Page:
The Golden Key Flash Fiction Open, Judged by Karin Tidbeck

Back in 2011, when we first launched The Golden Key and got on Twitter, we received a really friendly and encouraging tweet from the editor of Unstuck, just saying that he was looking forward to the launch of TGK.

Unstuck was getting ready to launch their Issue #1 around that time, I think, and they were sharing excerpts on the website. I gulped those down and couldn’t wait to read those stories and poems in their entirety. The excerpt that struck me the most, and the story that I turned to first when I finally got my copy, was “Cloudberry Jam” by Karin Tidbeck.

You grew steadily through the winter months. I sang to you and fed you small drops of milk. By Yule you were big enough that I moved you to a larger container, an old bucket. You started kicking then, I suppose because you finally had room to move around.

– Karin Tidbeck, “Cloudberry Jam,” Unstuck #1

It’s a wonderfully odd and kind of really touching story, and one of my favorites in Unstuck #1. (Unstuck is always great, and gorgeously made, and its print issues always sell out. So happy I have them on my bookshelf!) After that I kept up with Karin Tidbeck’s stories, getting a thrill every time I saw her name pop up.

Anyway, this is all just to tell you that I’m a huge fan of Karin Tidbeck, and I am HUGELY THRILLED that she is judging TGK’s first ever contest: The Golden Key Flash Fiction Open.

The contest is open to flash fiction under 500 words, and the grand prize is $200 and publication in Issue #6. And, because each of TGK’s issues are themed, the winning piece will also set the theme for our sixth issue. Plus, every entry goes towards supporting future contributors to the journal!

Finally, I am in love with the poster created by the insanely talented F. Lee. I love so much that we are PEEKING THROUGH A KEYHOLE.

“Sustenance”

Bitterzoet is a press that publishes a print magazine twice a year, monthly web issues, and “bonbon” chapbooks throughout the year, all chock-full of bittersweet work.

The first print issue is out, and it’s beautifully made. I’m delighted that my tiny story “Sustenance” appears in it!

Here’s an excerpt:

The border is obscure and very tenuous. Sometimes I find it when I am passing through a black forest with the trees on either side of me lengthening into the sky. Other times I land on it when I have driven into a neighborhood where the houses are divided by tall, impenetrable hedges, and smoke is continuously rising and unspooling on the wind. Once as I rounded an immense lake, its surface bare. Perhaps it is only accessible at five in the morning for people who are driving northeast.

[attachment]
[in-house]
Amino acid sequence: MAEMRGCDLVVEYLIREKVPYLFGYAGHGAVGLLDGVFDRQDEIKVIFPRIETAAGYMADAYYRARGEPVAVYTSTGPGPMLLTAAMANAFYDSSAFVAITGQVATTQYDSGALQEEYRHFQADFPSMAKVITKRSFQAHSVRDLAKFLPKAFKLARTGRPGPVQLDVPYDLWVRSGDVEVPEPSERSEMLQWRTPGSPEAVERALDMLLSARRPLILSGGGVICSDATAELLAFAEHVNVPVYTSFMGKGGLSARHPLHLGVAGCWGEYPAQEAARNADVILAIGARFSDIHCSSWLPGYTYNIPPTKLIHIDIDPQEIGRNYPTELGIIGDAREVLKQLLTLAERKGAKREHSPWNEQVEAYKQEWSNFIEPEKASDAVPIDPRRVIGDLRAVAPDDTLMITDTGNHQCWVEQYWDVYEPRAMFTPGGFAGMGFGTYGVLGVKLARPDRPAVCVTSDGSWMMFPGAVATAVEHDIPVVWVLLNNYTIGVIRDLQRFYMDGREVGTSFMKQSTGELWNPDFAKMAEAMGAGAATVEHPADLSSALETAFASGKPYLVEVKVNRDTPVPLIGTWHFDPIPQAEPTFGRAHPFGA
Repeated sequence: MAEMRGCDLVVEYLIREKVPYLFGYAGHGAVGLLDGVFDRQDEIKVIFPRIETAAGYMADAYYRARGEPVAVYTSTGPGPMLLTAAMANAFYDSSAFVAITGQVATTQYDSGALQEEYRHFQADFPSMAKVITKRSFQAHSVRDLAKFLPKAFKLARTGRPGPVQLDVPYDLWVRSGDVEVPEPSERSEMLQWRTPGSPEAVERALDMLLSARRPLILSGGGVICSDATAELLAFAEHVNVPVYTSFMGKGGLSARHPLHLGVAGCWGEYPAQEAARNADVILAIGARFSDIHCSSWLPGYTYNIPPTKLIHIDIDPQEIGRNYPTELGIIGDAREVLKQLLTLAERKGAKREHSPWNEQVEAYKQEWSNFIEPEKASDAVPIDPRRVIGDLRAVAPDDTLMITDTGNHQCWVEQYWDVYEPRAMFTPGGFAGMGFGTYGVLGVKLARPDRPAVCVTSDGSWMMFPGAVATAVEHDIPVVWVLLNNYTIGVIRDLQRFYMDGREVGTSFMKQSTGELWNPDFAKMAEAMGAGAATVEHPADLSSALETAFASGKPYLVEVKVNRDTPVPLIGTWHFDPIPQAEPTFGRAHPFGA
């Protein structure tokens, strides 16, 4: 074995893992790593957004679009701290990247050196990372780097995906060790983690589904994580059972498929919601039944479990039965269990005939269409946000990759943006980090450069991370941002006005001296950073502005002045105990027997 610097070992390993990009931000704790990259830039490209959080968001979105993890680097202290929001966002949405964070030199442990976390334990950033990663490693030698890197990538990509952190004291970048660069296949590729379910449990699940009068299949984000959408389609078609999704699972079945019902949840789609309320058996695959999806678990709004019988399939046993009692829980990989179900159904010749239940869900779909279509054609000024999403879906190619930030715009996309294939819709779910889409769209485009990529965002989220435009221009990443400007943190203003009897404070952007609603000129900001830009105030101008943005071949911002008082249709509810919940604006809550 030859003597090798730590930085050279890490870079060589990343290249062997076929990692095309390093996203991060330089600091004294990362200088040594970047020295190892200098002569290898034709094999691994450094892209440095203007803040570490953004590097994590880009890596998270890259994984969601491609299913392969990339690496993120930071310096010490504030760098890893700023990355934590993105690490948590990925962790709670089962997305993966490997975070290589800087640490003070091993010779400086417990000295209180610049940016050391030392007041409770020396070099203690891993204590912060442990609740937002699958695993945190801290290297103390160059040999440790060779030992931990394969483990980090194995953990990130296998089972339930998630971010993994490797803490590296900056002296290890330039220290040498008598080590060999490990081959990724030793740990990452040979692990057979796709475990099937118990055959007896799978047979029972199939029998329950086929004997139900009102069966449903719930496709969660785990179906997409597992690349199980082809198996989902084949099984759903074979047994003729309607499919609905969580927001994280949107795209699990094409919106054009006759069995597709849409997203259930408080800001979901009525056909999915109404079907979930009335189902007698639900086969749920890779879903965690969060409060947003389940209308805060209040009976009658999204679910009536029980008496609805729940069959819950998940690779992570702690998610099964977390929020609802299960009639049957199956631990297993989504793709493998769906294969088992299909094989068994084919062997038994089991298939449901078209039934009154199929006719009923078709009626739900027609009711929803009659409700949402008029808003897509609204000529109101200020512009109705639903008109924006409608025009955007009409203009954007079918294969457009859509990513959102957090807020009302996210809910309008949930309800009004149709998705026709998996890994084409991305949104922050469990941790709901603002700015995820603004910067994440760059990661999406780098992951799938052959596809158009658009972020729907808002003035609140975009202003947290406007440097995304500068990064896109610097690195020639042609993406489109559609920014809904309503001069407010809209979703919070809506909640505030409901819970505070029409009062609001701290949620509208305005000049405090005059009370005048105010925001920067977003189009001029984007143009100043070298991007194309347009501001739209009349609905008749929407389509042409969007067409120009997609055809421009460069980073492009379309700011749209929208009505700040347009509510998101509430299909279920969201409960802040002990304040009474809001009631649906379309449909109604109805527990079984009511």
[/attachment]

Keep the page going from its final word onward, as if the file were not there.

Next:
Friday Fiction: “Gargoyle”

This week’s Friday Fiction:

Isabel and I grew up in the village near Tivoli. I brought her oranges I stole from the Cardinal’s trees. She rolled her eyes at my crime but ate the fruit. I’d wanted to be a sculptor since I was a child. When I carved a rose the size of my palm to give to her, a sliver of stone flew into my right eye and carved it out. Well, I still had one eye and the feeling in two hands and heart.

“Gargoyle” by Cezarija Abartis on Burrow Press Review

My flash piece “Security” is up at First Stop Fiction! Here’s the first line: “The soldiers who came for us had their orders in the form of stamped papers out in their hands.”

Liz mailed me a wonderful surprise from New York: a stack of books, including Bram Stoker’s Dracula, which I’ve never read, updated with JRM on the cover. Thanks, Liz! You made my week!

I’m currently reading Princesses Behaving Badly: Real Stories from History Without the Fairy-Tale Endings by Linda Rodriguez McRobbie, a directory of mini-biographies of various princesses—warriors, schemers, usurpers, and so forth. It was listed as one of the “Best Books Coming Out This Week” on NPR Book News, which is how I came by it. Unfortunately, I can’t pass on the recommendation. It’s a coffee table book, fun to flip through, but without real depth (or fine writing)—which is fine, I just wasn’t expecting history-lite. The mini-biographies are really mini. The tone goes for a casual flippancy that feels out of place and erodes my confidence in the writer as a serious researcher/historian. The language strives to be hip and funny but misses the mark. It’s disappointing to read a book that claims it’s trying to add dimension to the idea of “princess” as a fairy tale stereotype while discussing powerful characters in a trite, vapid tone. As a reader, I felt talked down to. The book did introduce me to a number of fascinating women I hadn’t come across before, even if several of them are figures of folklore or myth rather than actual history.